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The Strokes
Alternative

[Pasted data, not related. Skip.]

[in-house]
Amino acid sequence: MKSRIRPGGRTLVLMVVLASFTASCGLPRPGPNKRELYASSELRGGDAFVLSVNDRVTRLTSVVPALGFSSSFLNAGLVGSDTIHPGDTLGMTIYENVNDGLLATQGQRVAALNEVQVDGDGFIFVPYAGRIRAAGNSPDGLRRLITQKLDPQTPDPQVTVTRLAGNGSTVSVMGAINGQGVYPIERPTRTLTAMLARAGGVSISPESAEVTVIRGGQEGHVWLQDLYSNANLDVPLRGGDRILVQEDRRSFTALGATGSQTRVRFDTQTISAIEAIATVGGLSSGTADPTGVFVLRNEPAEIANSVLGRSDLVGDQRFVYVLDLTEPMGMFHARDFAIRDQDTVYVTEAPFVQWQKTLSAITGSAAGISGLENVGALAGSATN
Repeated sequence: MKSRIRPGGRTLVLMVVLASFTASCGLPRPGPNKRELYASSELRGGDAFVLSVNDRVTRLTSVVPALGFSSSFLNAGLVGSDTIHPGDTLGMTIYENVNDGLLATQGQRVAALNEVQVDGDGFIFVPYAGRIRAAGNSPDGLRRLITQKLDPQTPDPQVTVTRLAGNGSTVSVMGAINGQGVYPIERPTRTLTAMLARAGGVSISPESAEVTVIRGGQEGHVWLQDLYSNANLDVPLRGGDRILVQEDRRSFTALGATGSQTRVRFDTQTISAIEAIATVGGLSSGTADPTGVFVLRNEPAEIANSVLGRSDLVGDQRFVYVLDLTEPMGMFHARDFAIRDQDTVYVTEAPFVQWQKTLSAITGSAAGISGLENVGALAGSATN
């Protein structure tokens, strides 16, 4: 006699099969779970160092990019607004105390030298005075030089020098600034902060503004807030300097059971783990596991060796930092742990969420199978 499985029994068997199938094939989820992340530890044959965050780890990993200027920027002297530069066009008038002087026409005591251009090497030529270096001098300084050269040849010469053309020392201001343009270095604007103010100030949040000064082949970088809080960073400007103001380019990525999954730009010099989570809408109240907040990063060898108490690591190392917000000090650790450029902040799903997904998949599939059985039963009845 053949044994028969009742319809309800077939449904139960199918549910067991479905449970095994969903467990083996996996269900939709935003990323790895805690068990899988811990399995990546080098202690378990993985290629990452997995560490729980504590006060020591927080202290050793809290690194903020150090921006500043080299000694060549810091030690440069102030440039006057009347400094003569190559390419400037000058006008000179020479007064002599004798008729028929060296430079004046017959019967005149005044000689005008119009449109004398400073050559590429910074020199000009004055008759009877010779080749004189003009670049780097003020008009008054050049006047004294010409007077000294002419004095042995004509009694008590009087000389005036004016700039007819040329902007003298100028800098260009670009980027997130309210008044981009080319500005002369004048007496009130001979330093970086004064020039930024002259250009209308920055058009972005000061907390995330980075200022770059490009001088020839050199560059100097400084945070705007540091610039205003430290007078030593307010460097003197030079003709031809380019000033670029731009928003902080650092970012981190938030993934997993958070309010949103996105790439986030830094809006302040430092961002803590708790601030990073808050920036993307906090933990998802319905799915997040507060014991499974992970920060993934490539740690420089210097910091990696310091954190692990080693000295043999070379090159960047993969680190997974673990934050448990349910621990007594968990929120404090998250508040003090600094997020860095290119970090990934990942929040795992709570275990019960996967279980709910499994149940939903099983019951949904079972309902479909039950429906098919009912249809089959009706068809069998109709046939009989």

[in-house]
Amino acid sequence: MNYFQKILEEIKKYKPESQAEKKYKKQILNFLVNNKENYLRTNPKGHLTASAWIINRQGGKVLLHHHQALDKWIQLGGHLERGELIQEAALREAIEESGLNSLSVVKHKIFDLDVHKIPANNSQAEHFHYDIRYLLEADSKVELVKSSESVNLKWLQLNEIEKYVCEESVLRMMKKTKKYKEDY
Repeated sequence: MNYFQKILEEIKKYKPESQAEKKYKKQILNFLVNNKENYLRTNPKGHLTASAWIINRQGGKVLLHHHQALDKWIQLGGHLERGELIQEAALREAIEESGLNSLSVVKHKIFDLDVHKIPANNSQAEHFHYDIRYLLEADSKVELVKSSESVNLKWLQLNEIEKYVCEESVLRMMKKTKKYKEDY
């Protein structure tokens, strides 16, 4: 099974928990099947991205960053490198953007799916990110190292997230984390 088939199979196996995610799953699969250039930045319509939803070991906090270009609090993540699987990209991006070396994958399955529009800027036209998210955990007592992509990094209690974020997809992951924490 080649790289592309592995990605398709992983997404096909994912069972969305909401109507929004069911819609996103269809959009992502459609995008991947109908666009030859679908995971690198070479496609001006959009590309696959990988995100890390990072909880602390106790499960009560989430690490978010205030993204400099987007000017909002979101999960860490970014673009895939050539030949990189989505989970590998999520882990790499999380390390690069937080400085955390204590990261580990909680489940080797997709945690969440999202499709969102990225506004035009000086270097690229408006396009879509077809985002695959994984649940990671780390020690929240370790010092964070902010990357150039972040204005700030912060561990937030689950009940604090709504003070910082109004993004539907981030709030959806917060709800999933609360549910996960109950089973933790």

Equally inspired by classic tunesmiths like Buddy Holly and John Lennon as well as the attitude and angular riffs of fellow New Yorkers Television and the Velvet Underground, the Strokes were also equally blessed and cursed with an enormous amount of hype -- particularly from the U.K. music press, whose adulation for the group rivaled their fervor for Oasis in the early '90s. Barely in their twenties by the time their debut album Is This It? arrived in 2001, singer/songwriter Julian Casablancas, guitarists Nick Valensi and Albert Hammond Jr., bassist Nikolai Fraiture, and drummer Fabrizio Moretti's success wasn't quite of the overnight variety, but it still arrived pretty swiftly. Casablancas (the son of Elite modeling agency kingpin John Casablancas), Moretti (who began playing drums at age five), and Valensi started playing together in 1998 while they attended Manhattan's private prep school Dwight School. Soon after they met Fraiture, who attended the Upper East Side's Le Cest Francais, and added him to their ranks. Hammond (the son of singer/songwriter Albert Hammond, whose songs include "It Never Rains in Southern California," "When I Need You," and "To All the Girls I've Loved Before") came from Los Angeles to attend film school at N.Y.U. and was invited into the band by Casablancas; the two met at L'Institut Le Rosey in Switzerland when they were kids. Casablancas officially christened the quintet the Strokes in 1999, and the group spent most of that year writing and rehearsing material in New York City's Music Building. They made their live debut that fall at the Spiral, and word of mouth about the Strokes' incendiary live show propelled them to gigs at venues like Under the Acme, Lower East Side clubs such as Arlene Grocery, Baby Jupiter, and N.Y.C.'s Luna. The band's December 2000 dates at the Mercury Lounge and the Bowery Ballroom not only gained them a manager (Ryan Gentles, who booked them at those clubs), but also helped Strokes-mania reach critical mass in New York. Rough Trade released the group's three-song demo as The Modern Age EP in January 2001, which sparked a bidding war from which RCA emerged as the victors. Meanwhile, the Strokes' acclaim reached the U.K. and grew to massive proportions over the course of the year. NME quickly championed the band, profiling them several times that spring and summer as the Strokes' live act and singles like Hard to Explain (which debuted at number 16 in the U.K. charts) won them a rabid British following. That spring, the band also completed their first U.S. tour as the opening act for the Doves and proceeded to play dates with Guided By Voices and And You Will Know Us By the Trail of Dead in the U.S. and the U.K. The group's popularity continued to snowball in the U.K., with a side stage slot at the NME Carling Weekender changed to a main stage performance for fear of people trampling each other to see the band. In late summer of that year, Rough Trade released Is This It? with an album cover featuring a sexy, Helmut Newton-esque photo of a woman's nude behind and hip with a leather-gloved hand resting on it; the U.K. chains Woolworth's and HMV objected to its controversial nature. The U.S. version of Is This It? was released in October and featured a few changes from the U.K. edition. The Strokes opted for an abstract pattern on the cover and removed the song "NYC Cops," feeling the song was inappropriate in the wake of the terrorist attacks that struck New York prior to the album's release; the planned B-side "When It Started" took its place. The group closed out the fall with an extended tour of the U.S., culminating with a Halloween gig at New York's Hammerstein Ballroom. Heather Phares

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